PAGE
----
U.N. Doc. CCPR/C/82/D/1107/2002


Communication No. 1107/2002

29 March 2004


human rights committee

  80th Session  
   15 March 2 April 2004  

Loubna El Ghar






  Return Home

CHAIRPERSON: Mr. Abdelfattah Amor (Tunisia)

VICE-CHAIRPERSONS: Mr. Rafael Rivas Posada (Colombia), Sir Nigel Rodley (United Kingdom), Mr. Roman Wieruszewski (Poland)

RAPPORTEUR: Mr. Ivan Shearer (Australia)

MEMBERS: Mr. Nisuke Ando (Japan), Mr. Prafullachandra Natwarlal Bhagwati (India), Mr. Alfredo Castillero Hoyos (Panama), Ms. Christine Chanet (France), Mr. Franco Depasquale (Malta), Mr. Maurice Glele Ahanhanzo (Benin), Mr. Walter Kalin (Switzerland), Mr. Ahmed Tawfik Khalil (Egypt), Mr. Rajsoomer Lallah (Mauritius), Mr. Martin Scheinin (Finland), Mr. Hipolito Solari Yrigoyen (Argentina), Ms. Ruth Wedgwood (United States), Mr. Maxwell Yalden (Canada)

PermaLink: http://www.worldcourts.com/hrc/eng/decisions/2004.03.29_El_Ghar_v_Libya.htm

El Ghar v. Libyan Arab Jamahirya, Comm. 1107/2002, U.N. Doc. A/60/40, Vol. II, at 156 (HRC 2004)

Alt. Style of Cause: El Ghar v. Libyan Arab Jamahirya

Report of the Human Rights Committee, U.N. GAOR, 60th Sess., Supp. No. 40, U.N. Doc. A/60/40, Annex V, sect. S, at 156 (Oct. 3, 2005); Office of the U.N. High Comm'r for Human Rights, Selected Decisions of the Human Rights Committee under the Optional Protocol, Vol. VIII, at 360, U.N. Doc. CCPR/C/OP/8, U.N. Sales No. E.07.XIV.11 (2007)


1.1 The author of the communication is Loubna El Ghar, a Libyan citizen born on 2 September 1981 in Casablanca and residing in Morocco. She claims to be a victim of violations by the Socialist People's Libyan Arab Jamahiriya. She does not refer to any particular provisions of the Covenant, but her allegations would seem to give rise to questions under article 12 thereof. She is not represented by counsel.

1.2 The Covenant and its Optional Protocol entered into force for the Socialist People's Libyan Arab Jamahiriya on 23 March 1976 and 16 August 1989 respectively.


2.1 The author, of Libyan nationality, has lived all her life in Morocco with her divorced mother and holds a residence permit for that country. As a student of French law at the Hassan II University faculty of law in Casablanca, she wished to continue her studies in France and to specialize in international law. To that end, she has been applying to the Libyan Consulate in Morocco for a passport since 1998.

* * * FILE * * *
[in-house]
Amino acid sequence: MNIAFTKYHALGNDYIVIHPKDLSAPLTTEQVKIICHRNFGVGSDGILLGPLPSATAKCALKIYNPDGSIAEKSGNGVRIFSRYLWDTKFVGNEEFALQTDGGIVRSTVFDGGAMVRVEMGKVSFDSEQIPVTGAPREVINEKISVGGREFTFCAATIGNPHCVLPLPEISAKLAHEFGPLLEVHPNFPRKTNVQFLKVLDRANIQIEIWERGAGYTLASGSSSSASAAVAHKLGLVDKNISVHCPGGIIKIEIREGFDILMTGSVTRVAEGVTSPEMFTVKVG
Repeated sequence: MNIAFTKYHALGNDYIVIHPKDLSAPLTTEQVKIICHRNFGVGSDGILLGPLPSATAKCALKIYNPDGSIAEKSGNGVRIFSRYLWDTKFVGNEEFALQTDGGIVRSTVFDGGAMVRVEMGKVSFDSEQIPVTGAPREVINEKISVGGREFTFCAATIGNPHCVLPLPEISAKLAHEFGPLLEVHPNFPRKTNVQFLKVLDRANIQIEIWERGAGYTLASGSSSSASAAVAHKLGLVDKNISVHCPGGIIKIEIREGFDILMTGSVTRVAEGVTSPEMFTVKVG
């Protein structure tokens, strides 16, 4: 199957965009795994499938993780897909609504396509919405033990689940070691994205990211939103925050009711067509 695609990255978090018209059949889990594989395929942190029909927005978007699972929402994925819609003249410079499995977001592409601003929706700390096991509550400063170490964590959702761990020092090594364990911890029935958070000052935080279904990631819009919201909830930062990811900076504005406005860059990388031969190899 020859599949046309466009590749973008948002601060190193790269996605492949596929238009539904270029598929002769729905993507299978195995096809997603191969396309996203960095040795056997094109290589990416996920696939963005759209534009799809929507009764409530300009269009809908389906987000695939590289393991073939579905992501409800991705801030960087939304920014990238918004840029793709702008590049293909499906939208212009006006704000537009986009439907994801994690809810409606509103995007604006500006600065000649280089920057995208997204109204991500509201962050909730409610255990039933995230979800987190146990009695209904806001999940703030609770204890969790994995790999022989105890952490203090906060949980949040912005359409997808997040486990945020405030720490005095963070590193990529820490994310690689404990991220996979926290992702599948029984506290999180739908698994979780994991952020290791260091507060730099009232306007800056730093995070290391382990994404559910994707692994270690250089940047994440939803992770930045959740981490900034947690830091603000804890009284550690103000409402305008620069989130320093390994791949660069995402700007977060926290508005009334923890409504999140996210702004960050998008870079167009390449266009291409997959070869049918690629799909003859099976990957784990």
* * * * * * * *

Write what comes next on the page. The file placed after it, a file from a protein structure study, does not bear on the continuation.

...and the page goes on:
2.2 The author claims that all her applications have been denied, without any lawful or legitimate grounds. She notes that although she is an adult, she attached to her application form an authorization from her father, who is resident in the Libyan Arab Jamahiriya, that was certified by the Libyan Ministry of Foreign Affairs in order to obtain any official document required. She adds that in September 2002 the Libyan consul stated, without giving any details, that on the basis of the pertinent regulations he could not issue her a passport, but could only provide her with a temporary travel document allowing her to travel to the Libyan Arab Jamahiriya.

2.3 The author also contacted the French diplomatic mission in Morocco to ascertain whether it would be possible to obtain a laissez-passer for France, a request which the French authorities were unable to comply with.

2.4 Since she had no passport, the author was unable to enrol in the University of Montpellier I in France.


3. The author claims that the refusal by the Libyan Consulate in Casablanca to issue her with a passport prevents her from travelling and studying and constitutes a violation of the Covenant.


4.1 In its observations of 15 October 2003, the State party provides the following information. Having been informed of the author's communication, the Passport and Nationality Department contacted the Brotherhood Bureau in Rabat, which indicated that as at 1 September 1999 it had not received any official application for a passport from the author.

4.2 On 6 September 2002, the Passport and Nationality Department asked the Consulate-General to inform it whether the author had submitted an application for a passport, given that it had no record of any information concerning Ms. El Ghar.

4.3 On 13 October 2002, the Passport and Nationality Department sent a telegram to the Consulate-General in Casablanca requesting that the author's application should be forwarded, in the event it had been received, together with all the documents required for the issuing of a passport.